1.1 Graphs and digraphs
Let us consider the K¨onigsberg bridges Problem (see page 85). Basically, what Euler did was to consider each
land area as an island and thus they can be represented by dots on the plane (which are labeled
In addition, bridges are represented by curves on the plane linking the corresponding dots. We need to
notice that the resulting diagram is not a geometric object, as dots can be placed on the plane arbitrarily
and curves can have any shape. What matters in this diagram are:
1. there are four dots representing the four land areas,
2. there are seven “linkes” representing the seven bridges, and
3. the “links” connect the corresponding dots.
Objects with these three characteristics are called graphs. To be precise, a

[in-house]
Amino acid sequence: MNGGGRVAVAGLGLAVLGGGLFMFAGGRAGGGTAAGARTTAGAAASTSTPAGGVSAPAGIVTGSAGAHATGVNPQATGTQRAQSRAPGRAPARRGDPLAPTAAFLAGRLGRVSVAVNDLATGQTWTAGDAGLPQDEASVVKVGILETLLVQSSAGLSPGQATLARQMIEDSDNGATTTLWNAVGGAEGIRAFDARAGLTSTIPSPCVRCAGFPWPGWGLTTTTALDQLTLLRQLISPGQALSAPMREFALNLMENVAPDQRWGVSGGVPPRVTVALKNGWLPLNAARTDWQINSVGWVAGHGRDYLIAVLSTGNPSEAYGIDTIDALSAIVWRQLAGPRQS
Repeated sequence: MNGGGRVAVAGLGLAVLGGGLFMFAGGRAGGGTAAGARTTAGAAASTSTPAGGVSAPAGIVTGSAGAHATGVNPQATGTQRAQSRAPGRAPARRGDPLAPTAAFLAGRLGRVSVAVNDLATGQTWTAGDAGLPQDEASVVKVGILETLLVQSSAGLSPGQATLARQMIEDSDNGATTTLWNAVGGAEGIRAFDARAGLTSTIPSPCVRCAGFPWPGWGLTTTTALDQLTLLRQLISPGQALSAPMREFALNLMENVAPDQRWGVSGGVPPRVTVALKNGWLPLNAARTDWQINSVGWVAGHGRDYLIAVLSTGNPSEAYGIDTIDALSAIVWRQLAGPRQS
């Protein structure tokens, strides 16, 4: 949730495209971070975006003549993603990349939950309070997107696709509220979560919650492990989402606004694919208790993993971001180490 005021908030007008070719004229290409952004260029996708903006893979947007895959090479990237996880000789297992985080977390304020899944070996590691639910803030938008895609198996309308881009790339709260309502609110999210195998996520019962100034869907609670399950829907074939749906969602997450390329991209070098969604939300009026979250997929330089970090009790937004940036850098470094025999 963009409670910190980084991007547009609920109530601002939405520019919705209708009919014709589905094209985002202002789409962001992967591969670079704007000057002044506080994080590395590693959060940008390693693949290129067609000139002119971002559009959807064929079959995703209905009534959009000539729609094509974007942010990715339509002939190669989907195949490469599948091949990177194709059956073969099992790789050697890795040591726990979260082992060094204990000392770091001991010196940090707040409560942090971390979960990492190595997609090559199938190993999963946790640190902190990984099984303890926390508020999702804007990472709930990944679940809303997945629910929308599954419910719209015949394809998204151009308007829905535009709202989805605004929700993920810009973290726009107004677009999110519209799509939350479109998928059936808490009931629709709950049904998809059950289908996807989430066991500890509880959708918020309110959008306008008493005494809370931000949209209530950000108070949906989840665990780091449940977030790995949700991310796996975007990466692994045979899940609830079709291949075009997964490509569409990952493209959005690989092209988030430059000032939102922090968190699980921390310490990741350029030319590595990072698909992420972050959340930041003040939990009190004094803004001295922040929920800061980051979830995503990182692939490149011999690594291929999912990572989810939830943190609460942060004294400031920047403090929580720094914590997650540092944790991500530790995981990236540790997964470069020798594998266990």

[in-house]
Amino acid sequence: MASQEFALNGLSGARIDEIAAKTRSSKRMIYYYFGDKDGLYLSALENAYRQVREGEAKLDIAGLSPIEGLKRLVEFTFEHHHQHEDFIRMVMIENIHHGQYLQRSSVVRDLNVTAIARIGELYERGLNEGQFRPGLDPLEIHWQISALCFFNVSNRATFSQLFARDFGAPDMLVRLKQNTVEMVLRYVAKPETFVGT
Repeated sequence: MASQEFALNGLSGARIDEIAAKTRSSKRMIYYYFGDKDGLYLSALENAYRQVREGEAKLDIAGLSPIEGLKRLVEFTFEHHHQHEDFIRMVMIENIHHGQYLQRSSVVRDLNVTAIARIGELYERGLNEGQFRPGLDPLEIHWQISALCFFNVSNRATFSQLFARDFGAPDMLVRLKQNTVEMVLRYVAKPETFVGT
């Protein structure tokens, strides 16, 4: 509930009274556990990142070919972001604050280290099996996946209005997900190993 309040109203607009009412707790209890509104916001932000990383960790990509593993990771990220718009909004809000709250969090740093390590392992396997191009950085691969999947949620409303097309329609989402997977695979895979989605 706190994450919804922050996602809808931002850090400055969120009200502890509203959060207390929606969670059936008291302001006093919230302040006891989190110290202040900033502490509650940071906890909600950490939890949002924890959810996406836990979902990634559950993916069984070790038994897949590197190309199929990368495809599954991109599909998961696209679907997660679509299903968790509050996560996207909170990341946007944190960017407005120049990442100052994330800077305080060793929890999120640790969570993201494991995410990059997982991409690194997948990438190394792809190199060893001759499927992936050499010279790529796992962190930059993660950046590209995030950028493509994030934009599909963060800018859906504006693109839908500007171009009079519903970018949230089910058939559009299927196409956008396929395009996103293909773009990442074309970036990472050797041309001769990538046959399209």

is a pair
is a Fnite set whose members are called
(they are dots in the above example), and
is a Fnite
set whose members are called
(they are links in the above example), where each edge
or two vertices. The following are related concepts:
incident, adjacent, loops, multiple edges, simple graphs, multigraphs, digraphs, arcs
The word “graph” will mean “multigraph” in this class, unless otherwise stated (in our textbook, “graph”
means “simple graph”).
1. Street maps and distance maps (weighted graphs and digraphs).
2. Networks (computer, communication, transportation, social).
3. ±riendship graph (edges are not physical links).
4. Tournaments (see page 113).
5. Interval graphs. Let
be intervals on the real line. Then we can deFne a graph with vertex
and edge set
. Graphs arisen this way are called
which were introduced independently by mathematician Haj¨os (1957) and biologist Benzer (1959). See
GraphsDNAseq.pdf for applications of interval graphs in